This is a summary of a workshop I ran at YourStory’s Future of Work event. The workshop ends with participants playing the different roles to understand how framing can change context dramatically.

You work long and hard on a piece of creative work – it could be design or content, a new campaign or even a new strategic plan.  You take it to your leadership team or client. They shoot it down and say they can’t go ahead with it right now.

I have seen this demotivating scene play out over and over again  – in agencies that are presenting to clients, as well as internal teams presenting to their management.  Let’s set the quality and context for the work aside and focus only the dynamic of the negotiation between you and the other side.  Here’s a simple framework to maximise your chances of success. (This is based on a famous model called the Karpman Drama Triangle).

The Players

In every story there are at least three players:

  • The Hero: The good guy who fights the villain and / or rescues a victim
  • The Villain: The bad guy putting obstacles in the victim’s path
  • The Victim:  The person who suffers at the hands of the villain and must be rescued by the hero
Exhibit A: A framework for presenting creative work, derived from the Karpman Drama Triangle

Here’s the important part: Even though you don’t realise it, YOU are the casting director. You assign these roles to the players in the room and therefore influence the outcome.

My Creation, My Hero

Almost every presentation plays out like this:

  • You start by listing all the problems with the current scenario / design
  • You then show how your work is much better and solves the problem

Pause here. Think about the players. Who do you think is the hero in this scenario and who has been made the villain? That’s right. Your creation is the hero swooping in to correct problems created by ….. the client or leadership who is responsible for the current situation.  In other words, your work is the hero and they are the villain.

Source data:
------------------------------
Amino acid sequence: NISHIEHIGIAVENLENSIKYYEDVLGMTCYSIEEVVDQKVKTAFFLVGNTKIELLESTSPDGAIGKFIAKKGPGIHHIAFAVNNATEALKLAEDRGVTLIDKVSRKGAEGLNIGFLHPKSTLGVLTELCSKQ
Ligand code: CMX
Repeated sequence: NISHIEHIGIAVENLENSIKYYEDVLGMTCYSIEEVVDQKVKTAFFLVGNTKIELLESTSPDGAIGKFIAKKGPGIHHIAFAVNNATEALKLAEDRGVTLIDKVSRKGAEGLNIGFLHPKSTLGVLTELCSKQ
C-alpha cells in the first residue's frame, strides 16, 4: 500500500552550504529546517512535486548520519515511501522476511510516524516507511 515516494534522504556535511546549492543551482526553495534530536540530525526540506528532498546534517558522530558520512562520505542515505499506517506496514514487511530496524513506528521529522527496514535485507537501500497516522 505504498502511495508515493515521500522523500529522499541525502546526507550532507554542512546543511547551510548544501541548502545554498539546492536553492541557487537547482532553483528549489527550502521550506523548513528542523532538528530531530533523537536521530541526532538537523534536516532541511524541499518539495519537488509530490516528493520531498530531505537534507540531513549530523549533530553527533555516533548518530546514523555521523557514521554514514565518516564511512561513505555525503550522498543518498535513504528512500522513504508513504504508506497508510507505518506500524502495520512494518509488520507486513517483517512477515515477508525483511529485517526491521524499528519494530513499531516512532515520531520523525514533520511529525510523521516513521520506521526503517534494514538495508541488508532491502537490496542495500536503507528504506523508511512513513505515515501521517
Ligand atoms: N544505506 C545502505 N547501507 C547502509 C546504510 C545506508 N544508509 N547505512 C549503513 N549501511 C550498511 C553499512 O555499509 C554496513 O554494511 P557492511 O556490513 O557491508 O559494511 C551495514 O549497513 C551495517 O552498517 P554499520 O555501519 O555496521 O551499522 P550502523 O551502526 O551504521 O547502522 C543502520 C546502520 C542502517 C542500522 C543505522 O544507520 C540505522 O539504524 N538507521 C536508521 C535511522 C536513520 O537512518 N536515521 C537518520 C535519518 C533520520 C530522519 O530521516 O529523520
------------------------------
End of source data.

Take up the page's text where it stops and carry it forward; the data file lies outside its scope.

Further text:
How Did You Make Me Feel?

Maya Angelou famously said “I’ll forget what you said. I’ll forget what you did. I’ll never forget how you made me feel”.

There are two primary hormones that determine our state of mind, when presented with new information

Oxytocin: The ‘happiness’ hormone that makes us feel like we have a bond with the people around us

Cortisol: The ‘danger’ hormone that puts us into ‘fight-or-flight’ mode when we feel threatened.

Exhibit B: Reduce the cortisol and increase the oxytocin by talking possibilities and not problems

While this is certainly not an attempt at pseudo-neuroscience, I’m using Exhibit B to illustrate the broad objective we want to achieve.

At the end of the meeting, you want your audience’s brains to be flooded with oxytocin. You do not want cortisol flooding through their veins and putting them in a high-alert, danger-sending mode. If you start with a long list of problems, however, the latter is far more likely to happen.

If the decision-makers are feeling threatened by your presentation, what do you think the outcome is likely to be?

Show Them the Possibilities

When we were presenting this framework at a recent workshop, my colleague, Deepak Gopalakrishnan, reminded us that this construct is well demonstrated by the famous Amazon press release format.  Jeff Bezos requires that any new product or feature be presented in the form of a press release, worded as if it is discussing the launch of the product / feature. By assuming that the product has had a successful launch, it is starting from a place of possibility, not from the lens of problems.

Instead of starting with problems, start with the possibilities. Paint a picture of what you could achieve together and then present the place that your solution has in that bigger picture.

Try using this framework at your next presentation and let us know how you get along.

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